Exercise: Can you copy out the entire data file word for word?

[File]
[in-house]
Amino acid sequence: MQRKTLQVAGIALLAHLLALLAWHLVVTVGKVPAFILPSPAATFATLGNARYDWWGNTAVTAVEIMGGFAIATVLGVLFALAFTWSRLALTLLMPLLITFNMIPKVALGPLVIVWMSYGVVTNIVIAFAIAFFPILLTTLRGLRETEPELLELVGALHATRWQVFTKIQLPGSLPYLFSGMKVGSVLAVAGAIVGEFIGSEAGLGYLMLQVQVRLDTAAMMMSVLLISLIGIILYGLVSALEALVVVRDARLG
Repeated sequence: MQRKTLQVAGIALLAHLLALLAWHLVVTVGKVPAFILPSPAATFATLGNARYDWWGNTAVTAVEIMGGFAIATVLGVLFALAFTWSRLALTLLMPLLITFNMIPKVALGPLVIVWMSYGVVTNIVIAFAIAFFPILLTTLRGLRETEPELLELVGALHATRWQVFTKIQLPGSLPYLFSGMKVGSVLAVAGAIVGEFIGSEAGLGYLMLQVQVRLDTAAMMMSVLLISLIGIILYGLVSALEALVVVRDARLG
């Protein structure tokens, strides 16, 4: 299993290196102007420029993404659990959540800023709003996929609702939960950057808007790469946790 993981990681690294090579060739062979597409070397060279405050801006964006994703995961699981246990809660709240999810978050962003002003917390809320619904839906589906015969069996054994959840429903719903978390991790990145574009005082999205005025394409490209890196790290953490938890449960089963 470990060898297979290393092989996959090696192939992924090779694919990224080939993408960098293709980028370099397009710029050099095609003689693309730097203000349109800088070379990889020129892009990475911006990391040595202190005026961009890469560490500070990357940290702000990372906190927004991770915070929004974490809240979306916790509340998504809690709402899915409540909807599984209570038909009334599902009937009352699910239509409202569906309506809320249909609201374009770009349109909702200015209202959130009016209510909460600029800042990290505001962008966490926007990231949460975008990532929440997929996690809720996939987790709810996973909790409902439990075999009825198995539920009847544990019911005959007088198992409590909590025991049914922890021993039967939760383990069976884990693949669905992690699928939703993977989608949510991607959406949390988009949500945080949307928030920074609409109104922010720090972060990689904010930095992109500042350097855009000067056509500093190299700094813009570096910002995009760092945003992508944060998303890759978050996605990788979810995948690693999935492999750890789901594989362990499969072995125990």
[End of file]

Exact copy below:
[in-house]
Amino acid sequence: MQRKTLQVAGIALLAHLLALLAWHLVVTVGKVPAFILPSPAATFATLGNARYDWWGNTAVTAVEIMGGFAIATVLGVLFALAFTWSRLALTLLMPLLITFNMIPKVALGPLVIVWMSYGVVTNIVIAFAIAFFPILLTTLRGLRETEPELLELVGALHATRWQVFTKIQLPGSLPYLFSGMKVGSVLAVAGAIVGEFIGSEAGLGYLMLQVQVRLDTAAMMMSVLLISLIGIILYGLVSALEALVVVRDARLG
Repeated sequence: MQRKTLQVAGIALLAHLLALLAWHLVVTVGKVPAFILPSPAATFATLGNARYDWWGNTAVTAVEIMGGFAIATVLGVLFALAFTWSRLALTLLMPLLITFNMIPKVALGPLVIVWMSYGVVTNIVIAFAIAFFPILLTTLRGLRETEPELLELVGALHATRWQVFTKIQLPGSLPYLFSGMKVGSVLAVAGAIVGEFIGSEAGLGYLMLQVQVRLDTAAMMMSVLLISLIGIILYGLVSALEALVVVRDARLG
């Protein structure tokens, strides 16, 4: 299993290196102007420029993404659990959540800023709003996929609702939960950057808007790469946790 993981990681690294090579060739062979597409070397060279405050801006964006994703995961699981246990809660709240999810978050962003002003917390809320619904839906589906015969069996054994959840429903719903978390991790990145574009005082999205005025394409490209890196790290953490938890449960089963 470990060898297979290393092989996959090696192939992924090779694919990224080939993408960098293709980028370099397009710029050099095609003689693309730097203000349109800088070379990889020129892009990475911006990391040595202190005026961009890469560490500070990357940290702000990372906190927004991770915070929004974490809240979306916790509340998504809690709402899915409540909807599984209570038909009334599902009937009352699910239509409202569906309506809320249909609201374009770009349109909702200015209202959130009016209510909460600029800042990290505001962008966490926007990231949460975008990532929440997929996690809720996939987790709810996973909790409902439990075999009825198995539920009847544990019911005959007088198992409590909590025991049914922890021993039967939760383990069976884990693949669905992690699928939703993977989608949510991607959406949390988009949500945080949307928030920074609409109104922010720090972060990689904010930095992109500042350097855009000067056509500093190299700094813009570096910002995009760092945003992508944060998303890759978050996605990788979810995948690693999935492999750890789901594989362990499969072995125990």